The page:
In considering whether two works are substantially similar, a court examines " 'whether the copying goes to trivial or substantial elements' of the original work"  and determines whether " the copying is quantitatively and qualitatively sufficient to support the legal conclusion that infringement (actionable copying) has occurred." 
I. Protectibility of the Allegedly Infringed Elements
Not every instance of copying of a protected work is copyright infringement. Only " constituent elements of the work that are original " are protected. Hence, where the allegedly infringed material is not original, there is no copyright infringement.
Defendants assume for purposes of this motion that plaintiff owns valid copyrights in the Hook & Sling Master and in the Composition. Nevertheless, defendants
point out that it is appropriate for courts to dismiss copyright infringement claims for legal insufficiency where no protectible element of a copyrighted work has been copied. Resting on this principle, they specifically challenge the protectibility of the word " oh" in the Composition and of Eddie Bo's rendition of that word as it is performed in the Hook & Sling Master. They contend, in essence, that neither the word " oh" nor the performance thereof is sufficiently original to be protectible.
With respect to the word " oh" as it appears in the Composition, defendants almost surely are right. The word " oh" is a single and commonplace word. Standing alone, it likely is not deserving of copyright protection. Even plaintiff's counsel at oral argument characterized his Composition claims as " extremely weak," all but conceding that those claims -- which would require the Court to conclude that the word " oh," as it appears in the lyrics of the Composition, has sufficient originality to warrant copyright protection -- were legally insufficient. As this motion may be resolved on other grounds, however, the Court need not decide whether the word " oh," as it appears the Composition, is protectible. Rather, it assumes, arguendo , that " oh," as it appears in Hook & Sling Part I, is protectible.
Whether Eddie Bo's performance of the word " oh" in the Hook & Sling Master is sufficiently original to warrant copyright protection is a somewhat closer question. Originality is a low bar, and Eddie Bo's performance of the word " oh" -- whether accurately characterized, as plaintiff's counsel would have it, as " exuberantly-shouted"  or otherwise -- may be " minimally creative" and thus protectible. Again, however, the Court need not reach this issue because defendants' motion to dismiss may be decided on other grounds. For purposes of this motion alone, the Court assumes that Eddie Bo's rendition of " oh" in the Master is protectible.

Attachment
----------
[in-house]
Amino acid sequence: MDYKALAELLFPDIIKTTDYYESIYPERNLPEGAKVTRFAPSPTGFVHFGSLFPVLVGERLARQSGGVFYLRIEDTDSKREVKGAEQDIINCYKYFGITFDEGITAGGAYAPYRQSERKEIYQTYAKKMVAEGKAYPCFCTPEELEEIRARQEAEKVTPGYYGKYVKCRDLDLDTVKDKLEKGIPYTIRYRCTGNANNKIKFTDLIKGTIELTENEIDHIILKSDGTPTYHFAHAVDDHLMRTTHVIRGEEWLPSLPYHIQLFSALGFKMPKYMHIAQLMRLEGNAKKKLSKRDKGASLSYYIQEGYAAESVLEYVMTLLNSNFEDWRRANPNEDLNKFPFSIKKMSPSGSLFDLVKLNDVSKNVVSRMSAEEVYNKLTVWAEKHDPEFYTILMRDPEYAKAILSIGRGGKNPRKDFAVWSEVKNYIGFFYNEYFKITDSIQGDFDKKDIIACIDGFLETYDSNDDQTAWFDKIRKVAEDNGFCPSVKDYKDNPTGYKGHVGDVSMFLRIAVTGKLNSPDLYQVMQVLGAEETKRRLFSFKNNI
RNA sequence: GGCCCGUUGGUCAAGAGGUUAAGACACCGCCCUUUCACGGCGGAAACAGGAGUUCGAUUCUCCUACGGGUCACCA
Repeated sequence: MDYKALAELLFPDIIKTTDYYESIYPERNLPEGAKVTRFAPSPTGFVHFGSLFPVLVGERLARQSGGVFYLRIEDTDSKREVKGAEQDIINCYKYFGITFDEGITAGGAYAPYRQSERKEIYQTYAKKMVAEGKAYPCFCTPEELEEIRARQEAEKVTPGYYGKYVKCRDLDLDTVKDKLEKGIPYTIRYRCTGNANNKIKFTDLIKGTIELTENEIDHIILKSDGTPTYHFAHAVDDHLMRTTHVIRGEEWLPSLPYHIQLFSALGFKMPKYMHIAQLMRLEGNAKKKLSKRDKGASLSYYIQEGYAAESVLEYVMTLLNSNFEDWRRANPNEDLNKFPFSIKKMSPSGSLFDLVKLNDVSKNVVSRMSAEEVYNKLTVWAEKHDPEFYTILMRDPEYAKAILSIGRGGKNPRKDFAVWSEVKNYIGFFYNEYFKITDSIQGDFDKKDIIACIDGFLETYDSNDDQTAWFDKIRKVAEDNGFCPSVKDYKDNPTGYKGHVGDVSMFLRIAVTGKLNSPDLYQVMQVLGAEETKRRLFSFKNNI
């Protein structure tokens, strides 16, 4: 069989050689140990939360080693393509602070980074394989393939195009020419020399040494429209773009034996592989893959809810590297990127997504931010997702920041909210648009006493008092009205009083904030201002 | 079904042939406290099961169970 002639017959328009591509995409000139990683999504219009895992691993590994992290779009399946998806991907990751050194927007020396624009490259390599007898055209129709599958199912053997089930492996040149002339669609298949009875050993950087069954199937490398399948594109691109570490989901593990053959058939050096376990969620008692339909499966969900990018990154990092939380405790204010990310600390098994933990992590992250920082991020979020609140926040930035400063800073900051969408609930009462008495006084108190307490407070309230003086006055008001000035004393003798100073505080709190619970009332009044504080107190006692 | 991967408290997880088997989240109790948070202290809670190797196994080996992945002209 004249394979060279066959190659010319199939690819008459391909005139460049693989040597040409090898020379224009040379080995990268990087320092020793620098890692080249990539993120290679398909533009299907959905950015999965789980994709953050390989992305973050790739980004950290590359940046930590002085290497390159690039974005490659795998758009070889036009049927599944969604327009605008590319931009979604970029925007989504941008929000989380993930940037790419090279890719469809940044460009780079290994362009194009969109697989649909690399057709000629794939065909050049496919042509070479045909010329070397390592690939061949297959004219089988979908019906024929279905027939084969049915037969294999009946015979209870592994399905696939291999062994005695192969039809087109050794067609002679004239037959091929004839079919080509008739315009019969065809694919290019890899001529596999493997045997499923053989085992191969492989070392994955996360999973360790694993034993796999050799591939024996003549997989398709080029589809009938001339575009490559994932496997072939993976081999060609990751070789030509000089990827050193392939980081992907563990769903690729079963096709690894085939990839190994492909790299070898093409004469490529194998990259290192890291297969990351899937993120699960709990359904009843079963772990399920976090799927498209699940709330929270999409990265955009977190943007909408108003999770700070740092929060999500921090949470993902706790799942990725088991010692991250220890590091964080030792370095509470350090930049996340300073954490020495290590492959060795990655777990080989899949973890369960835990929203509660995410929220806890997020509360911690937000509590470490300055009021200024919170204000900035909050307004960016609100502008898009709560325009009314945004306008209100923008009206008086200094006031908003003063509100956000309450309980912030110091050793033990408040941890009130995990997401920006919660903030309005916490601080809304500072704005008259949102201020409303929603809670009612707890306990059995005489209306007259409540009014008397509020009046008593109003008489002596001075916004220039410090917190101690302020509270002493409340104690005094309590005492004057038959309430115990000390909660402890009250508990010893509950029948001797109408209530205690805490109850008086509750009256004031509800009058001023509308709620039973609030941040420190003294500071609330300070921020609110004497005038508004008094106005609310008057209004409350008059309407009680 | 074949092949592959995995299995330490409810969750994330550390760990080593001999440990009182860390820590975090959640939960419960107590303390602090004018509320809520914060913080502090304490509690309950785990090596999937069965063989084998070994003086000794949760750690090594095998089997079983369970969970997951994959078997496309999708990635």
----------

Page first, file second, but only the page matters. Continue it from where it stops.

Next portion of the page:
II. Substantial Similarity
Though the parties agree on the basic framework of the substantial similarity test, they quarrel over its particulars. Defendants contend that " whatever is alleged to have been copied must be substantial, protectable elements of the plaintiff's work."  Plaintiff, on the other hand, contends that the proper frame of analysis is known as " 'fragmented literal similarity.'"  But the parties' discussions of their respective positions are not especially helpful or relevant.
The fundamental question on this motion is whether plaintiff has pleaded sufficient facts that, if accepted as true, would " state a claim to relief that is plausible on its face."  To state such a claim, plaintiff must provide more than mere " labels and conclusions."  " [A] formulaic recitation of the elements of a cause of action will not do."  Rather, a claim is facially plausible only if the facts pleaded -- assuming their truth and drawing all reasonable inferences in the plaintiff's favor -- " allow the court to draw the reasonable inference that the defendant is liable for the misconduct alleged."  A court evaluating a Rule 12(b)(6) motion considers only the complaint and any materials attached to it, incorporated by reference into it, or " upon which [it] relies heavily." 
In considering this motion, the Court has considered plaintiff's arguments in light of the allegations in the complaint and has reviewed plaintiff's and the accused works, which the complaint necessarily incorporates and relies upon. Having done so, the Court concludes that -- regardless of the characterization of the governing standard -- the relevant works bear no substantial similarity to one another. It would be impermissible to conclude that defendants are liable in this case.